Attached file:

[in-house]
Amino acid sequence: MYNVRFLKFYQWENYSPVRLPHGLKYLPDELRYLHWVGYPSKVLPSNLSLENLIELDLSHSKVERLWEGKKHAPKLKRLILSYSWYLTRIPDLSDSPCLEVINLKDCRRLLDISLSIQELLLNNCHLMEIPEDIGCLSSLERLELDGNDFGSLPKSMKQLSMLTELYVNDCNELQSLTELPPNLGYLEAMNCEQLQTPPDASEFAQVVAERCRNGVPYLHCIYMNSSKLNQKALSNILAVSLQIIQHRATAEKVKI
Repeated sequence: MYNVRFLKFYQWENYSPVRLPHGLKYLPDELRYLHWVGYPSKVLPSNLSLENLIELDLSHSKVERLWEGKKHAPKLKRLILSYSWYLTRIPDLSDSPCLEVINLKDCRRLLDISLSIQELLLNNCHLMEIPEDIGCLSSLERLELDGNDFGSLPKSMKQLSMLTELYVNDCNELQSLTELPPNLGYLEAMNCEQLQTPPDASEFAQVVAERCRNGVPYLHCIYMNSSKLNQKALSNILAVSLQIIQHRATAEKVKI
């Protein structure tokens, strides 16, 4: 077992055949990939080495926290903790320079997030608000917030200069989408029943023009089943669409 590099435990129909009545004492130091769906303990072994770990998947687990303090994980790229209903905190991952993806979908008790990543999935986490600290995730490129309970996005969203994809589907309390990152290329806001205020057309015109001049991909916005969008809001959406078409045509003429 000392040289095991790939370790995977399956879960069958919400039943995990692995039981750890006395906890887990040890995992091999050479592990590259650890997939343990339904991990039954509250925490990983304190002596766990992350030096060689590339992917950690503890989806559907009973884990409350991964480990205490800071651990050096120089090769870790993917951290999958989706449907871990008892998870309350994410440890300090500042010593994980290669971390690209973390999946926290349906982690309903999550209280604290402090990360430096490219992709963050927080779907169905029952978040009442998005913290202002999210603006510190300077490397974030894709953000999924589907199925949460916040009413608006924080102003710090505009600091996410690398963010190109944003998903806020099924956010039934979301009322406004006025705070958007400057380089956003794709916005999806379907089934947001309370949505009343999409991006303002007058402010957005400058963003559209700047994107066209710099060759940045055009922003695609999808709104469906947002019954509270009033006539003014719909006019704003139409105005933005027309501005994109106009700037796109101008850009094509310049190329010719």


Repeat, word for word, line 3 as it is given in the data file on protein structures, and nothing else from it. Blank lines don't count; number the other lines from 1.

Repeated sequence: MYNVRFLKFYQWENYSPVRLPHGLKYLPDELRYLHWVGYPSKVLPSNLSLENLIELDLSHSKVERLWEGKKHAPKLKRLILSYSWYLTRIPDLSDSPCLEVINLKDCRRLLDISLSIQELLLNNCHLMEIPEDIGCLSSLERLELDGNDFGSLPKSMKQLSMLTELYVNDCNELQSLTELPPNLGYLEAMNCEQLQTPPDASEFAQVVAERCRNGVPYLHCIYMNSSKLNQKALSNILAVSLQIIQHRATAEKVKI